FDA pushes ban on caffeinated alcohol

The Food and Drug Administration is considering prohibiting the sale of caffeinated alcoholic beverages.

According to an FDA press release, the addition of caffeine into alcoholic drinks was never approved by the association. Any substance added to food or beverages is considered “unlawful” until cleared by the FDA. Some substances are “generally recognized as safe,” and are automatically cleared for use in products, but caffeine is not one of these substances. Manufacturers of caffeinated alcoholic beverages have been requested to provide evidence of the safety of their products by Dec. 13.

The FDA notified 30 caffeinated alcohol manufacturers to investigate the “safety and legality of their products,” according to the press release. The FDA was alerted by 19 lawyers to look into the effects of consuming the beverages.

Some manufacturers felt the pressure of the FDA’s intention to investigate the situation and have discontinued the sale of their caffeinated beverages, according to the FDA press release. Production and distribution of caffeinated alcoholic drinks Tilt, Sparks and Bud Extra were halted earlier this year.

Tom Davis, owner and head brewer of Thomas Creek Brewery, received the FDA’s letter and questions the organization’s actions. The company brews caffeinated beverages for Mobius Lager, another alcoholic beverage company,

“I think it’s just another bureaucratic way of controlling something that’s not out of control,” Davis said.

He said his company received permission to brew the caffeinated drink from the Alcohol and Tobacco Tax and Trade Bureau, or TTB. Davis added that the TTB was in contact with the FDA during the process of approving the drink to be brewed by Thomas Creek Brewery.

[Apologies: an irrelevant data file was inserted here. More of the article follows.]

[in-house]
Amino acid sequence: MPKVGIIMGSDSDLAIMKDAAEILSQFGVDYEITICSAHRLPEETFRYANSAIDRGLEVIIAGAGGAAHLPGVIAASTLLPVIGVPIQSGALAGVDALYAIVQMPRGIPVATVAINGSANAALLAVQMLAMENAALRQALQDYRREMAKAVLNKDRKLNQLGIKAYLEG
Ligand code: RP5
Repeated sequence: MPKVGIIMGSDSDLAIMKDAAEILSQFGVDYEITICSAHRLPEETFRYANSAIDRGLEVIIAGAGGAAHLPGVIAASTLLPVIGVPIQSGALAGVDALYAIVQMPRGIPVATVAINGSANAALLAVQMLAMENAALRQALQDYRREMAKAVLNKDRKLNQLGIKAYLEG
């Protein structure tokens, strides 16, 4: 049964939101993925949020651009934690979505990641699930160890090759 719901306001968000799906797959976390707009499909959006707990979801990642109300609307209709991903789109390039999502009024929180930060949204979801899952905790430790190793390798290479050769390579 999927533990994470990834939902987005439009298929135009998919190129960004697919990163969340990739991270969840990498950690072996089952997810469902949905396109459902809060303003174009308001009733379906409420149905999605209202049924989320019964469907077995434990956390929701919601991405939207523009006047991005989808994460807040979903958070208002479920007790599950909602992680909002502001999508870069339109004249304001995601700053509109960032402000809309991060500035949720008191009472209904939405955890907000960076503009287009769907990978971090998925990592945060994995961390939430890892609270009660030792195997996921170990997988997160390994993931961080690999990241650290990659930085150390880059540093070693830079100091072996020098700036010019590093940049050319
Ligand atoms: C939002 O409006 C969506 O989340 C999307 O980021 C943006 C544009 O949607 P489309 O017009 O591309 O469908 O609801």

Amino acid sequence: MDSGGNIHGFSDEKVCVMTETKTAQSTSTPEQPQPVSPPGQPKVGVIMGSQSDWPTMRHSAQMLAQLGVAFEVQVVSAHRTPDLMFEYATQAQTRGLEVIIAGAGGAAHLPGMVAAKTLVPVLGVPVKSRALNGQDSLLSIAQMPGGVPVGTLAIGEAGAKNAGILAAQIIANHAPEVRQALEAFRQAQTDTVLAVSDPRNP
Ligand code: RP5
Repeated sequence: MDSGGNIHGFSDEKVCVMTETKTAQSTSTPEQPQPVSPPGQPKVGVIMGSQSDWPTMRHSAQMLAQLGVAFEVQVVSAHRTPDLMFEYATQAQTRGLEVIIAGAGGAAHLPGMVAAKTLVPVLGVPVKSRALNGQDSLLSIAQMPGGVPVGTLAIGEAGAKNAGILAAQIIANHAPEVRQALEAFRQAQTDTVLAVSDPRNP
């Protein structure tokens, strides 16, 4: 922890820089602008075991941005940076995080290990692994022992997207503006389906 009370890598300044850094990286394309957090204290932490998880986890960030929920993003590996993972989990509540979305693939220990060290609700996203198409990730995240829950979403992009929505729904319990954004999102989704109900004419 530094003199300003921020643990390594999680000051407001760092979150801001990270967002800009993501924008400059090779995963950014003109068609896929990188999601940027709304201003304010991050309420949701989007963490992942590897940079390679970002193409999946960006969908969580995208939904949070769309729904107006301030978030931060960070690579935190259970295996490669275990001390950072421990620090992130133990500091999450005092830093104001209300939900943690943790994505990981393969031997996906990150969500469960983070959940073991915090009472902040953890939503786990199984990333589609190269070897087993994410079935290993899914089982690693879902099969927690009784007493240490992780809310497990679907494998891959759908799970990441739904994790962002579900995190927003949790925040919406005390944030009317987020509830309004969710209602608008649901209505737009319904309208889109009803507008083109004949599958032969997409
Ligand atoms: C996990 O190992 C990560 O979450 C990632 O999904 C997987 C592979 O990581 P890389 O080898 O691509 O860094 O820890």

“We went through all the hoops to have it approved,” he said.

Elizabeth Jeffery, professor in food science and human nutrition, said she agreed that safety is a definite point of concern in the FDA’s research.

“Maybe the greatest danger in mixing caffeine and alcohol comes from the fact that caffeine gives back the feeling of energy that we lose when we drink too much alcohol … we think we are no longer drunk,” she added. “Think again.”

Although people may feel more awake when they are intoxicated from a mixture of caffeine and alcohol, they are in no condition to perform normal activities, Jeffery said. People may think they are sober enough to drive or perform various tasks, but in reality, the person is under heavier influence than what they feel.

Jeffrey added that caffeine and alcohol both dehydrate the body.

“You may be more likely to wake the next day with a horror of a hangover due to dehydration,” Jeffery said.

Although Jeffery said there have been rumors that caffeinated alcoholic drinks are detrimental to the heart, not enough research has been done to support those statements.

Even though the safety of these drinks is in question, students have mixed opinions on what is right and wrong.

“I think if they were dangerous, manufacturers wouldn’t be selling them in the first place,” said Yooji Kim, freshman in LAS.

Victoria Almanza, senior in LAS, said that the caffeine-alcohol mixture is definitely unsafe to consume.

“I don’t think Red Bull and vodka are safe, but some of my friends drink it a lot,” said Almanza. “I don’t think a ban would have a big affect on them drinking it.”

Daniel Wheaton, junior in Engineering, said he adds alcohol to his coffee at times. He said he also has friends that drink Red Bull and vodka and does not think safety guidelines would stop him or his friends from mixing caffeine and alcohol.

“Drug-drug interactions almost always give us a few surprises that we cannot understand without detailed study,” Jeffery said. “I think the FDA should do a full literature search and call a panel of experts to decide what action to take.”